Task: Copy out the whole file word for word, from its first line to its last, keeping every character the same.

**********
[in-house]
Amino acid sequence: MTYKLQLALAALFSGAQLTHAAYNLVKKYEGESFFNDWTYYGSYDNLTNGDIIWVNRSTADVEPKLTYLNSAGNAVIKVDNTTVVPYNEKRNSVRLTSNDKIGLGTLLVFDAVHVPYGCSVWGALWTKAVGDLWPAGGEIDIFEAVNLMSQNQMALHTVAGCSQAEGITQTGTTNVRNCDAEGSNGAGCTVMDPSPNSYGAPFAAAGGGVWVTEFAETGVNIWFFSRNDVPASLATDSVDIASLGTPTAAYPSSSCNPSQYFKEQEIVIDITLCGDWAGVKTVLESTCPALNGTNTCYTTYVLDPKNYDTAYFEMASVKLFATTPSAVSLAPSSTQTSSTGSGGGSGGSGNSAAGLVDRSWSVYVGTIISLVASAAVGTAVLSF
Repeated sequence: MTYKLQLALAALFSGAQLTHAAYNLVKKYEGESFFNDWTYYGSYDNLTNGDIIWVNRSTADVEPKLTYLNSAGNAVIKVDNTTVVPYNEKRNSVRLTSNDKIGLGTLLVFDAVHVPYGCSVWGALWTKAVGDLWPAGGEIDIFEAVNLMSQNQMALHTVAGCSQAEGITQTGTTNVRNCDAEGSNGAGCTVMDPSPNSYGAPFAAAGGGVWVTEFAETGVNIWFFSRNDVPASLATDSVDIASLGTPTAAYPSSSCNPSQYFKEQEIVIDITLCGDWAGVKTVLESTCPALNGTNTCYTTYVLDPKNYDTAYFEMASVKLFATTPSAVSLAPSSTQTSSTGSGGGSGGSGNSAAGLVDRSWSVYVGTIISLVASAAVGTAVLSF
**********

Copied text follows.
[in-house]
Amino acid sequence: MTYKLQLALAALFSGAQLTHAAYNLVKKYEGESFFNDWTYYGSYDNLTNGDIIWVNRSTADVEPKLTYLNSAGNAVIKVDNTTVVPYNEKRNSVRLTSNDKIGLGTLLVFDAVHVPYGCSVWGALWTKAVGDLWPAGGEIDIFEAVNLMSQNQMALHTVAGCSQAEGITQTGTTNVRNCDAEGSNGAGCTVMDPSPNSYGAPFAAAGGGVWVTEFAETGVNIWFFSRNDVPASLATDSVDIASLGTPTAAYPSSSCNPSQYFKEQEIVIDITLCGDWAGVKTVLESTCPALNGTNTCYTTYVLDPKNYDTAYFEMASVKLFATTPSAVSLAPSSTQTSSTGSGGGSGGSGNSAAGLVDRSWSVYVGTIISLVASAAVGTAVLSF
Repeated sequence: MTYKLQLALAALFSGAQLTHAAYNLVKKYEGESFFNDWTYYGSYDNLTNGDIIWVNRSTADVEPKLTYLNSAGNAVIKVDNTTVVPYNEKRNSVRLTSNDKIGLGTLLVFDAVHVPYGCSVWGALWTKAVGDLWPAGGEIDIFEAVNLMSQNQMALHTVAGCSQAEGITQTGTTNVRNCDAEGSNGAGCTVMDPSPNSYGAPFAAAGGGVWVTEFAETGVNIWFFSRNDVPASLATDSVDIASLGTPTAAYPSSSCNPSQYFKEQEIVIDITLCGDWAGVKTVLESTCPALNGTNTCYTTYVLDPKNYDTAYFEMASVKLFATTPSAVSLAPSSTQTSSTGSGGGSGGSGNSAAGLVDRSWSVYVGTIISLVASAAVGTAVLSF